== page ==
UN Security Council Condemns N. Korean Rocket Launch

Posted April 16th, 2012 at 10:25 am (UTC-5)
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The U.N. Security Council issued a statement Monday strongly condemning North Korea for its attempted launch of a long range rocket last week.

The resolution calls Thursday's launch “a serious violation of existing Security Council resolutions” aimed halting Pyongyang's use of ballistic missile technology. It also says the failed launch caused “grave security concerns” across much of East Asia.

North Korea staged the launch despite widespread diplomatic pressure, saying it aimed to put a weather satellite into orbit as part of ceremonies marking the 100th anniversary of the birth of national founder Kim Il Sung. The rocket broke apart shortly after launch, with debris falling into the Yellow Sea.

Western nations criticized the launch as a ploy to test a ballistic missile that could later be fitted with a nuclear warhead.

The U.N. condemnation also demands the North refrain from any further launches using ballistic missile technology, and calls on the isolated Pyongyang government to abandon “all nuclear weapons and existing nuclear programs in a complete, verifiable and irreversible manner.”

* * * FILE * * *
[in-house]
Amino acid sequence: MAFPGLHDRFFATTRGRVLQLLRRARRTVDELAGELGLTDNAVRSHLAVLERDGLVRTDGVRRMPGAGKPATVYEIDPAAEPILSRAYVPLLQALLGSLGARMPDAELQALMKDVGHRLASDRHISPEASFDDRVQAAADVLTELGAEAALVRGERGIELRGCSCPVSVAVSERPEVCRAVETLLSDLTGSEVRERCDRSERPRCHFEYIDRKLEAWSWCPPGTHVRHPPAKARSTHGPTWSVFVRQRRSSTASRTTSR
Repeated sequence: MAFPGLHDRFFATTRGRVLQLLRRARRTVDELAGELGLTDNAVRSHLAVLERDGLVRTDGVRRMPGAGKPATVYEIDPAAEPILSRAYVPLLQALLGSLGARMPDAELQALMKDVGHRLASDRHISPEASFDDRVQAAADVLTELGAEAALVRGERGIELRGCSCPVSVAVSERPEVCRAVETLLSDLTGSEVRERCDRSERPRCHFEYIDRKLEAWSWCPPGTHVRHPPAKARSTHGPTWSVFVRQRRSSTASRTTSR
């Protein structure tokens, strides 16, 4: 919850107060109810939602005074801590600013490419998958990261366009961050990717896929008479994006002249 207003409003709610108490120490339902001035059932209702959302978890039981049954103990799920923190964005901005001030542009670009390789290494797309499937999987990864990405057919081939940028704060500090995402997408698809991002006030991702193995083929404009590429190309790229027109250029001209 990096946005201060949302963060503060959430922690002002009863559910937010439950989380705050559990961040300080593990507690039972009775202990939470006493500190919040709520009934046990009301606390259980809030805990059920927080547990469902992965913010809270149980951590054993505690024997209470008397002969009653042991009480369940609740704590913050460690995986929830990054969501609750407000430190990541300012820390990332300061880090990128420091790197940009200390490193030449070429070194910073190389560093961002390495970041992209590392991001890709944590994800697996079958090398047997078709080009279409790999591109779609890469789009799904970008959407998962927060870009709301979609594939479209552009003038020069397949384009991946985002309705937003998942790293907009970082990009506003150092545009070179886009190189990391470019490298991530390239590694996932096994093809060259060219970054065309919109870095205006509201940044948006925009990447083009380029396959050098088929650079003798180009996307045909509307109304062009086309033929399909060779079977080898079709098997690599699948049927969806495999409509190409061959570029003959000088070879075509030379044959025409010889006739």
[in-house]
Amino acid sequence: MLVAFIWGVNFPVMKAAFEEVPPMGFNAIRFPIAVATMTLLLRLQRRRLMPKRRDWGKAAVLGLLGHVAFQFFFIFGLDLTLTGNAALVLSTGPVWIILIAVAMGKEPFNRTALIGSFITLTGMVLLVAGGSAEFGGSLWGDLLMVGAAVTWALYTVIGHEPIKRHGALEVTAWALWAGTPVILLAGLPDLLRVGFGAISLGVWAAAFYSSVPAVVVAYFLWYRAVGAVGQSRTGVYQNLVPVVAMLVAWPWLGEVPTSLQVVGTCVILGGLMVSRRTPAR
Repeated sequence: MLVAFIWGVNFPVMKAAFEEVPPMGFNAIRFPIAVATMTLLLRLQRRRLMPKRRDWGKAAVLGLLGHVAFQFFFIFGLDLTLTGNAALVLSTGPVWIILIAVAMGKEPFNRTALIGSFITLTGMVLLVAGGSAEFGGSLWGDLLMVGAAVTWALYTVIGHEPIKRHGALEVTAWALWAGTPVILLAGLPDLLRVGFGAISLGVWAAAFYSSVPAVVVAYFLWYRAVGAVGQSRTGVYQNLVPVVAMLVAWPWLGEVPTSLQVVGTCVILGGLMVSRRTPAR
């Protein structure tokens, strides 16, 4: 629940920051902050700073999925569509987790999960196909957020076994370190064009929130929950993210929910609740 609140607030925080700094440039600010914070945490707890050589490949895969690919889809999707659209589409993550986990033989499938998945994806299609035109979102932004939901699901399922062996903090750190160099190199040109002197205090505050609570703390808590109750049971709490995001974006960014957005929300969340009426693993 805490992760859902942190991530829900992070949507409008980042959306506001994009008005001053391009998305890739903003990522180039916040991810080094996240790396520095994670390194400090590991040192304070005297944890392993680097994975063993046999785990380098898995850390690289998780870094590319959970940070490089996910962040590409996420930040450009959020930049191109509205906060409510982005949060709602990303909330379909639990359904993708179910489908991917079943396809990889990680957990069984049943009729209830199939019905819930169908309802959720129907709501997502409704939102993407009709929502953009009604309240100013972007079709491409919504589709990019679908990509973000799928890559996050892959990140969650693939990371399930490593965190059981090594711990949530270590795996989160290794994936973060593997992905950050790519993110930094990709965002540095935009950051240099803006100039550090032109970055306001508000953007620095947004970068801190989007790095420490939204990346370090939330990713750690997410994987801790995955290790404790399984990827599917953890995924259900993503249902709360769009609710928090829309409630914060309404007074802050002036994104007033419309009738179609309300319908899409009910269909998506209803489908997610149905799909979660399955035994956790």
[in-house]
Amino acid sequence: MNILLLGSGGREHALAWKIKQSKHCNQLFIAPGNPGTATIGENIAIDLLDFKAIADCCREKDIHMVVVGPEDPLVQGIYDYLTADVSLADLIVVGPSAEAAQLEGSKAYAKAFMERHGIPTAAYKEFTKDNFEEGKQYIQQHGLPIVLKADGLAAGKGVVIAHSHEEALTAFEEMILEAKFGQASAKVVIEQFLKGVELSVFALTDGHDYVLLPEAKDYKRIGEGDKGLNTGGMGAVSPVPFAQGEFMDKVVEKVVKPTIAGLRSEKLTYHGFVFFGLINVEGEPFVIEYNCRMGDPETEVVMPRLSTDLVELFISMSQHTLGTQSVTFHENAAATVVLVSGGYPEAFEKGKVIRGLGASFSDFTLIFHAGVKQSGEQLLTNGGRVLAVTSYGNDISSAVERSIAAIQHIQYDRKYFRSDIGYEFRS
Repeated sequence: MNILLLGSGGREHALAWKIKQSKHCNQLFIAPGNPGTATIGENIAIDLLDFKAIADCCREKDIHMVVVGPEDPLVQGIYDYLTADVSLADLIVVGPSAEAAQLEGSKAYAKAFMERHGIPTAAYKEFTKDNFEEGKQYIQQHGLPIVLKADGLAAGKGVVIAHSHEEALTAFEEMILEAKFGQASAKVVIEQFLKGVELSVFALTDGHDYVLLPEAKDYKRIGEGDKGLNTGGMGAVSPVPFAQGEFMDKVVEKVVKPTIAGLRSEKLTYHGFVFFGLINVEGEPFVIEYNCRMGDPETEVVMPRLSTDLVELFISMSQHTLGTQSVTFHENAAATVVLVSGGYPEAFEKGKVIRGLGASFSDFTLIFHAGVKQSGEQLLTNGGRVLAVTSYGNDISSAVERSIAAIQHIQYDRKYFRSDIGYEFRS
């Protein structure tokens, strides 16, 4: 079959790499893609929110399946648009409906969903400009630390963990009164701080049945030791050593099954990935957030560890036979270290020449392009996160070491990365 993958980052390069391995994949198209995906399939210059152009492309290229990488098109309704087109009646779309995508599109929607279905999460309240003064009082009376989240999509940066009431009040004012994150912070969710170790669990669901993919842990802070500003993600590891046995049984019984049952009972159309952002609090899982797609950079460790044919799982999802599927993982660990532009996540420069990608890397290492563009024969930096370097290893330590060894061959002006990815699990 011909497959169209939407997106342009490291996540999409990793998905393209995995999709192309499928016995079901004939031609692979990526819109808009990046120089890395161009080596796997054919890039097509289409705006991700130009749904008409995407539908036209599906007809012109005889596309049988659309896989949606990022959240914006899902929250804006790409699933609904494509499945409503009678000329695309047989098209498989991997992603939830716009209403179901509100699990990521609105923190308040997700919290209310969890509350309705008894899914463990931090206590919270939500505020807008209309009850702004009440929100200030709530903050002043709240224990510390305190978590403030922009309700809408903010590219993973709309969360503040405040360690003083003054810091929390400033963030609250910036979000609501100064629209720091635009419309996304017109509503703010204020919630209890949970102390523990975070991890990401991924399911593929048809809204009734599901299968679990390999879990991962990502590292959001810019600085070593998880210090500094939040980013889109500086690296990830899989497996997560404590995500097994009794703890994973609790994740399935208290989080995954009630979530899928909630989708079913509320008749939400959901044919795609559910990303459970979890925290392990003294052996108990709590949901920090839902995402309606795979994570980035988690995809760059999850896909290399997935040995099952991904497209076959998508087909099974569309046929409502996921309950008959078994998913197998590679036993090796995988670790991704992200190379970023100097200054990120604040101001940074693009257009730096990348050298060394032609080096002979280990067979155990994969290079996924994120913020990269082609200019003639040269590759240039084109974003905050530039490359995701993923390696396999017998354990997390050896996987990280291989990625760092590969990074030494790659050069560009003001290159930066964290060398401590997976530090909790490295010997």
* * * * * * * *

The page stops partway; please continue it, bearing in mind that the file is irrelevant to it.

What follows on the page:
There was no immediate North Korean response to the U.N. statement.

The condemnation comes as U.S. Assistant Secretary of State Kurt Campbell continued meetings in Tokyo with senior Japanese officials to plot strategy aimed at gaining North Korean compliance with U.N. and regional initiatives.

“…All I can say is that there's been very close coordination between the United States and Japan and I think what we have heard is satisfaction with how we've worked together and what indeed we have accomplished together.”

Ahead of Monday's U.N. statement, reports from New York said it had been delayed by China, which was seeking softer language than that favored by the United States. Council statements require unanimous agreement, unlike resolutions, which are passed on a vote.